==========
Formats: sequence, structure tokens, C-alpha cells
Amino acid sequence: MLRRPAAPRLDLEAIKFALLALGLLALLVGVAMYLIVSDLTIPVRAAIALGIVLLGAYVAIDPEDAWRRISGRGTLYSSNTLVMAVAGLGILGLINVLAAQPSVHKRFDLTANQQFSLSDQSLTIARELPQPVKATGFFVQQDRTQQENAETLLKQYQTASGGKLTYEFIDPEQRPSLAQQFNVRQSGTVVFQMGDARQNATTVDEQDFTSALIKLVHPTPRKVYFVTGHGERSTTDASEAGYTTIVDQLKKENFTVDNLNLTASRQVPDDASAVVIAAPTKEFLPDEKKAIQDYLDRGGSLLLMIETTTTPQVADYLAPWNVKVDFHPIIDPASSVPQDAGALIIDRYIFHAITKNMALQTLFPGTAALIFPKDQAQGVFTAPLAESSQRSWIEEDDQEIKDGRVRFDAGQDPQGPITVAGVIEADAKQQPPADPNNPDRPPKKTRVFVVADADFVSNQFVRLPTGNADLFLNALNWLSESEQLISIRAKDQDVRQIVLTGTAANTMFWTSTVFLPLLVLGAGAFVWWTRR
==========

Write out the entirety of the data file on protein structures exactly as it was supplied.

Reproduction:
Formats: sequence, structure tokens, C-alpha cells
Amino acid sequence: MLRRPAAPRLDLEAIKFALLALGLLALLVGVAMYLIVSDLTIPVRAAIALGIVLLGAYVAIDPEDAWRRISGRGTLYSSNTLVMAVAGLGILGLINVLAAQPSVHKRFDLTANQQFSLSDQSLTIARELPQPVKATGFFVQQDRTQQENAETLLKQYQTASGGKLTYEFIDPEQRPSLAQQFNVRQSGTVVFQMGDARQNATTVDEQDFTSALIKLVHPTPRKVYFVTGHGERSTTDASEAGYTTIVDQLKKENFTVDNLNLTASRQVPDDASAVVIAAPTKEFLPDEKKAIQDYLDRGGSLLLMIETTTTPQVADYLAPWNVKVDFHPIIDPASSVPQDAGALIIDRYIFHAITKNMALQTLFPGTAALIFPKDQAQGVFTAPLAESSQRSWIEEDDQEIKDGRVRFDAGQDPQGPITVAGVIEADAKQQPPADPNNPDRPPKKTRVFVVADADFVSNQFVRLPTGNADLFLNALNWLSESEQLISIRAKDQDVRQIVLTGTAANTMFWTSTVFLPLLVLGAGAFVWWTRR